Ivy-covered houses conjure up all kinds of romantic imagery for me. I imagine small English cottages, large Tudor castles, and manses on the moor. Even their city counterparts can be inspiring - all that lush greenery, juxtaposed against a concrete jungle. It appears I'm not alone in this fascination either, as Joanna over at Cup of Jo
recently did a post on the same subject. But all this got me thinking - verdantly green houses are fantastic to look at... what are they like to live in??If you've ever sat on a bench in a Rittenhouse Square Park at night, you know what I mean. All that gorgeous greenery that we enjoy during the day becomes home to less desirable, four legged friends at night. Do ivy covered houses cover up numerous creepy crawlies, as well? Obviously, their verticality limits the number of furry vermin able to make the trek, but what about their insect brethren? And do the ground-bound scavengers simply collect at the base of the house instead?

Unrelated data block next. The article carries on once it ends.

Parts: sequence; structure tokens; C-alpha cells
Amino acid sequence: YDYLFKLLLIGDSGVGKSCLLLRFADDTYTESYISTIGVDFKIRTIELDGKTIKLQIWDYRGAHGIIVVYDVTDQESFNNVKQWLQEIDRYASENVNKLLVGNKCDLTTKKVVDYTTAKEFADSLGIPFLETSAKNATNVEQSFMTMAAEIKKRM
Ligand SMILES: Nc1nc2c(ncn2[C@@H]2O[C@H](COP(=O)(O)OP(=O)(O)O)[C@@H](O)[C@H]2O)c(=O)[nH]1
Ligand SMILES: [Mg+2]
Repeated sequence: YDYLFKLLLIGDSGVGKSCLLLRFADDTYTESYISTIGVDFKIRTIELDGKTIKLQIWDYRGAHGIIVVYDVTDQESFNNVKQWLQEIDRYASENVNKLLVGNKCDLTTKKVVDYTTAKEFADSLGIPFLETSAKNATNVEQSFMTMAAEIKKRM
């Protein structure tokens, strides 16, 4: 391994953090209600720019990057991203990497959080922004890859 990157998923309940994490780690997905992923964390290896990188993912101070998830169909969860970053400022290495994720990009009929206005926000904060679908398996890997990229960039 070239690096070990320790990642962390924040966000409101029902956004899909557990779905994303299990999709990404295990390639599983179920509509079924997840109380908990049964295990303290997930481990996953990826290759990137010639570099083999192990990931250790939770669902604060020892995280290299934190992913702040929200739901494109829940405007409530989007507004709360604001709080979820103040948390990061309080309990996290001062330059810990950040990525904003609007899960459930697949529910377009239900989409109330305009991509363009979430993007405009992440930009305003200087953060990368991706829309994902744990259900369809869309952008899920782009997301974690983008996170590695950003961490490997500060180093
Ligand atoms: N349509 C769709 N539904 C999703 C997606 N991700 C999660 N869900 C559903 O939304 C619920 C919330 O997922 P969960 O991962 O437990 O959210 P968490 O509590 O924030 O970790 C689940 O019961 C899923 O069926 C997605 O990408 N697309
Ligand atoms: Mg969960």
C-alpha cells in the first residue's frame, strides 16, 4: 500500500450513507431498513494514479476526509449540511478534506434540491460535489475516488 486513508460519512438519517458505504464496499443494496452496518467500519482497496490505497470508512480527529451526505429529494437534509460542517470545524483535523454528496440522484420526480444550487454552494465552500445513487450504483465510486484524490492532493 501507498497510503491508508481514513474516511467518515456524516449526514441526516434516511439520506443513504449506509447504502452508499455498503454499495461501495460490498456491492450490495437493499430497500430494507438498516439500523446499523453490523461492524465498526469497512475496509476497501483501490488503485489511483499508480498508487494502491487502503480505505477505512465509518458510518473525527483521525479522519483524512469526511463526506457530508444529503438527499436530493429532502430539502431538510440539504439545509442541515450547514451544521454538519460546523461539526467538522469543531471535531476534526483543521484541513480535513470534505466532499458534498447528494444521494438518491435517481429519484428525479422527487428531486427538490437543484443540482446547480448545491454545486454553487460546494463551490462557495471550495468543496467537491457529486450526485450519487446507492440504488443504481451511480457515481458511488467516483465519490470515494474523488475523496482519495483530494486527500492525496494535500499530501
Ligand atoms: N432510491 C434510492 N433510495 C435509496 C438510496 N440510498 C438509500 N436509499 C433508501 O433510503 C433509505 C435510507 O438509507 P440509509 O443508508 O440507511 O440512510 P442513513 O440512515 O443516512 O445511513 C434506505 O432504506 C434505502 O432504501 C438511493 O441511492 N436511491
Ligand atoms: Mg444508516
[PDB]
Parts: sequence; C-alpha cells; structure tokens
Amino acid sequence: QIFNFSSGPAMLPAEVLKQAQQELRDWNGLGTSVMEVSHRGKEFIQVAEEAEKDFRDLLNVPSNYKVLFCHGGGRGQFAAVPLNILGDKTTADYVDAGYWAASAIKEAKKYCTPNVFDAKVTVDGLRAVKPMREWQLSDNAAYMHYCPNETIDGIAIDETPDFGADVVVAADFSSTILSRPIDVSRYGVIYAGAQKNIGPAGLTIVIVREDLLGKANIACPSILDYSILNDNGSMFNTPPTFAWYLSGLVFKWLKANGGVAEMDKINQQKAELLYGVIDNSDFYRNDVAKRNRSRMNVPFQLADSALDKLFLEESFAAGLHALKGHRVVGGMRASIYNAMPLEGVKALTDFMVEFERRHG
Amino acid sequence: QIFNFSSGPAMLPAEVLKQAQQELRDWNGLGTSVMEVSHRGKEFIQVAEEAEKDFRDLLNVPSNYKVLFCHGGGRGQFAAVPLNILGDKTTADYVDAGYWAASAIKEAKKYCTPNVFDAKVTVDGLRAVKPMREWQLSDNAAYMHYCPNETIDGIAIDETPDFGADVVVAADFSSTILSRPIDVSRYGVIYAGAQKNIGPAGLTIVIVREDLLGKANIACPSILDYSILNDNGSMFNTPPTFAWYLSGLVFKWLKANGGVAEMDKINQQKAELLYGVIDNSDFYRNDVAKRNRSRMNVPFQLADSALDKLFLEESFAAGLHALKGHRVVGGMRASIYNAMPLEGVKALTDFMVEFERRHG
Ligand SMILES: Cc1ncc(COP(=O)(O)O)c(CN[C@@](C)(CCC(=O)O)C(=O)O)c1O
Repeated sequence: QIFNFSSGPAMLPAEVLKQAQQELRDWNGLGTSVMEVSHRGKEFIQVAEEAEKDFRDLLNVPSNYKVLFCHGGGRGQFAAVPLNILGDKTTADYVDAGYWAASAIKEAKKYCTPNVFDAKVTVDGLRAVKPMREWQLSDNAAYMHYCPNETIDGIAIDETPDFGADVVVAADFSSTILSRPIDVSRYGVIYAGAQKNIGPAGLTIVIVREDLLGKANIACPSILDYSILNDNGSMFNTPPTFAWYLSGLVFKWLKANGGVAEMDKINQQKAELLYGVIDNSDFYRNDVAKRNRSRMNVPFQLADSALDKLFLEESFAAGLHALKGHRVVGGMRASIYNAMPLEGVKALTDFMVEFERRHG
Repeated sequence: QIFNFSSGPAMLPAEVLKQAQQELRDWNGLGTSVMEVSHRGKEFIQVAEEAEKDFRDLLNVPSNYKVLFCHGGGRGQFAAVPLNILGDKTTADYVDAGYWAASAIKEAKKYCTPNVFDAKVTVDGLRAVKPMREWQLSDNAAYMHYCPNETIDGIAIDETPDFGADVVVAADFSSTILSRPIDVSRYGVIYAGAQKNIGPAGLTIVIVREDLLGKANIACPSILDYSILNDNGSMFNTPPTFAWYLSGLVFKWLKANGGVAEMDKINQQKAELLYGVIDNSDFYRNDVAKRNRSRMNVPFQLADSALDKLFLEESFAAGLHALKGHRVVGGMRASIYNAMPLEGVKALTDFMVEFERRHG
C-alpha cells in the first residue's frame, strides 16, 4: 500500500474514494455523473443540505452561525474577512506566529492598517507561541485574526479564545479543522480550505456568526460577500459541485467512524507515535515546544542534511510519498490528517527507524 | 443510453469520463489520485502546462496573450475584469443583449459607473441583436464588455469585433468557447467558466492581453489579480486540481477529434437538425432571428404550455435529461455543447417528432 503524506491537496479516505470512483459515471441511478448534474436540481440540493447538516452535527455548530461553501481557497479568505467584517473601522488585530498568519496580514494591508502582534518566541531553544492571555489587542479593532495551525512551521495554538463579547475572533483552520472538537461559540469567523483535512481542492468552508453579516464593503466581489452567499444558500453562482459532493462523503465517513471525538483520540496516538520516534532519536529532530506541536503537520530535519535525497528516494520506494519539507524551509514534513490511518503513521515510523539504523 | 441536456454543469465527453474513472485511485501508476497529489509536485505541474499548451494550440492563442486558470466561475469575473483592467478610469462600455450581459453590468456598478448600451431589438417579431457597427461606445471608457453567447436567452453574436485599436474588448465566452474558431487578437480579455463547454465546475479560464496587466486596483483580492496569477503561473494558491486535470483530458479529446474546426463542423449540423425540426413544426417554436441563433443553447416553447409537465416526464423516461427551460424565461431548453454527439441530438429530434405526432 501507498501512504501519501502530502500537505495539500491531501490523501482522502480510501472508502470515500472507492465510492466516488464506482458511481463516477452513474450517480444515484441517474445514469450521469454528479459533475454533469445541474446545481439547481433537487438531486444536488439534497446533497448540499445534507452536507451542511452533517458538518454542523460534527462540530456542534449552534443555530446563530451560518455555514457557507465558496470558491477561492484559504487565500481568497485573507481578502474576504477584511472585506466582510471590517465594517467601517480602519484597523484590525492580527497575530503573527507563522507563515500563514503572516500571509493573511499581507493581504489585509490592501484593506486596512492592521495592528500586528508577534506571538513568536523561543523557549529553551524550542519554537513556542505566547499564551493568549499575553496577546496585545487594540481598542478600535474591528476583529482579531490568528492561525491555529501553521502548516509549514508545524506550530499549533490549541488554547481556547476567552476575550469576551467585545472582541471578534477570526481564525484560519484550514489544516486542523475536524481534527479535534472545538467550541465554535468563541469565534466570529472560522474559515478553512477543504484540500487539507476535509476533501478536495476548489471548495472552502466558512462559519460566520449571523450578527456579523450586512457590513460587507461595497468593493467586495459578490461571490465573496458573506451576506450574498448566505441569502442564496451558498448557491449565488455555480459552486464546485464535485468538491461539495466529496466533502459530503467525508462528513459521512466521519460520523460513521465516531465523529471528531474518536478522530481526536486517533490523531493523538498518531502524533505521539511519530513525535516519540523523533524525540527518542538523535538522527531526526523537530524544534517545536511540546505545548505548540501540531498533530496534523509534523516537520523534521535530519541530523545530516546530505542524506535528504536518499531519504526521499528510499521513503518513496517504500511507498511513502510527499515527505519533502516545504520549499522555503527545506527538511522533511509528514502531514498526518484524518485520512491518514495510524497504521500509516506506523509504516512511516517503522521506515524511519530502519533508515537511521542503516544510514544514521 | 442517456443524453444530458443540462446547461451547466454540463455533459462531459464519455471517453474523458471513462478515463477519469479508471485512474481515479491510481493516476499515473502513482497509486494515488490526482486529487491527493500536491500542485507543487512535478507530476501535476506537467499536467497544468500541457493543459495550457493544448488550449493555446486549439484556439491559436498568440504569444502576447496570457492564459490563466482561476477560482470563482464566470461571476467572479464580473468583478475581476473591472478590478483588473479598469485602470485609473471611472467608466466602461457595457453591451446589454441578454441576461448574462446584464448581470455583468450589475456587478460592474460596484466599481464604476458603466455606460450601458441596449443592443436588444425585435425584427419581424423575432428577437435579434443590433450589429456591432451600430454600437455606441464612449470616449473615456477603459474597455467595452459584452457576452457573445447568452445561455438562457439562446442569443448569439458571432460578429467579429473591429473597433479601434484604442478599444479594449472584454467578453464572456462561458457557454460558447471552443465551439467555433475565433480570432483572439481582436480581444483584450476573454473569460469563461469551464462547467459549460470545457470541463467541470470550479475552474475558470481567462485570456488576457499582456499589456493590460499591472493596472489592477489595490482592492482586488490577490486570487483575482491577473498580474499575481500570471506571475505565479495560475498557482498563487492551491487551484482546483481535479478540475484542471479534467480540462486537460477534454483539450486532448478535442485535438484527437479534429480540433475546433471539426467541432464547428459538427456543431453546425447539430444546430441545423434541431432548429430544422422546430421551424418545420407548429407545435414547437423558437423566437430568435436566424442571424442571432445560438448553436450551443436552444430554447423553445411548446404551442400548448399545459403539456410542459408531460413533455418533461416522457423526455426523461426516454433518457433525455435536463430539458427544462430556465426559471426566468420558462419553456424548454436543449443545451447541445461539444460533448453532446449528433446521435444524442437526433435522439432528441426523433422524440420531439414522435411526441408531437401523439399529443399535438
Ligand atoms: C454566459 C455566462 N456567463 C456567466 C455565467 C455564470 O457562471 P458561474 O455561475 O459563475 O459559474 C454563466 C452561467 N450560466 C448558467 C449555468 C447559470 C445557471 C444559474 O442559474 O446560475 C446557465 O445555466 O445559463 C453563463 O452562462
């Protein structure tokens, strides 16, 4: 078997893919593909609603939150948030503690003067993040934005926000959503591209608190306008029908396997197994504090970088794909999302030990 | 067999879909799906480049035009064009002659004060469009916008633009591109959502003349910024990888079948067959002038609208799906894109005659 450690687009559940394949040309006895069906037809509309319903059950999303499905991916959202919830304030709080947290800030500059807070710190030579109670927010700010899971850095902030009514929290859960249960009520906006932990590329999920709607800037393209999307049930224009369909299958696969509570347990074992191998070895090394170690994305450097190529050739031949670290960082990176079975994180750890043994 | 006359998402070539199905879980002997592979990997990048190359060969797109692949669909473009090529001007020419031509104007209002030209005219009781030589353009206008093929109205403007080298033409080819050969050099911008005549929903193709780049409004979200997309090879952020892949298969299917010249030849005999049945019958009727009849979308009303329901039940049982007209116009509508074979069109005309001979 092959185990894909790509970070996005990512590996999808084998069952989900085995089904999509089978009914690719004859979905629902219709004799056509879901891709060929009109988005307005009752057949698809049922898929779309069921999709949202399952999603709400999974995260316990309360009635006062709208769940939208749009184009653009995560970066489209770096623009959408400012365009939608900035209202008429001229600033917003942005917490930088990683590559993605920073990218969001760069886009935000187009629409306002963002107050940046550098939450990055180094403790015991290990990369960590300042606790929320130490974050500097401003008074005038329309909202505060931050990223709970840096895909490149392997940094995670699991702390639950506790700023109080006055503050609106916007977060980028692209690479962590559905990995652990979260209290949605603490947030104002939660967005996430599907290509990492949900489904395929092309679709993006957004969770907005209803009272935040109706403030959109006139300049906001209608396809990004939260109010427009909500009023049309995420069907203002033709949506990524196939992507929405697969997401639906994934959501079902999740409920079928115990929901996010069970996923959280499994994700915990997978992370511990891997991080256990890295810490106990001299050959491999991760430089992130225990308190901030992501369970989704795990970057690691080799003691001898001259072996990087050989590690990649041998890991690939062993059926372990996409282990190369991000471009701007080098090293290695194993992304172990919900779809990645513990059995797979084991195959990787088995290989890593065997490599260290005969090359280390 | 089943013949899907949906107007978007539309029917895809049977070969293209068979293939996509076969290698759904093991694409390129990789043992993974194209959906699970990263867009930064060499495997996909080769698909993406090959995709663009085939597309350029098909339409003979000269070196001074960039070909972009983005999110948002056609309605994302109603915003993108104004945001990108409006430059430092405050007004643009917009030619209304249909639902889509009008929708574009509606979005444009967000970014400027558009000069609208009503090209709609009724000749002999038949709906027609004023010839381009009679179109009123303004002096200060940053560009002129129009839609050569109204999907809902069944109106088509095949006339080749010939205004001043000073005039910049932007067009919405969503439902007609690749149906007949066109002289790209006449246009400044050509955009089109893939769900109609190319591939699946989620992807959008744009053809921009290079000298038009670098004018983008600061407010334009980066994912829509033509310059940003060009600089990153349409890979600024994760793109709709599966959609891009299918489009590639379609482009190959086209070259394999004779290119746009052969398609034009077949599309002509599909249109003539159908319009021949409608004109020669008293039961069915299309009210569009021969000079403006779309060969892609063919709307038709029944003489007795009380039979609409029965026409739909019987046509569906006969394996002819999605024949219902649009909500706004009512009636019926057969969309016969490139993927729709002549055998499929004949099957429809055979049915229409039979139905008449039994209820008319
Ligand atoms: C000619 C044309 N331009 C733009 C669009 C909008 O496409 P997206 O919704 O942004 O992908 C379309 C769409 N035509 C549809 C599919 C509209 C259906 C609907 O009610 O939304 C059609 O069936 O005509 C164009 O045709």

Then there are the damaging properties inherent in the ivy itself. Growing green walls often result in structural damage to a building. They trap moisture and can expedite related problems, causing wood to rot and mortar to soften. So where do you draw the line between dreamy and detrimental?
I'm curious, have you ever lived in an ivy-covered house? What was your experience? Are they better to look at than to live in? Or, are they all we hope they'd be - charming, romantic...magical??
Images: 1. Cup of Jo 2. Dream a Little Dream 3. Design Chic 4. art.com 5. asla.org 6. Desert Dreamer 7. The SoHo 8. Burnham Design 9. Country Living 10. biglotmedia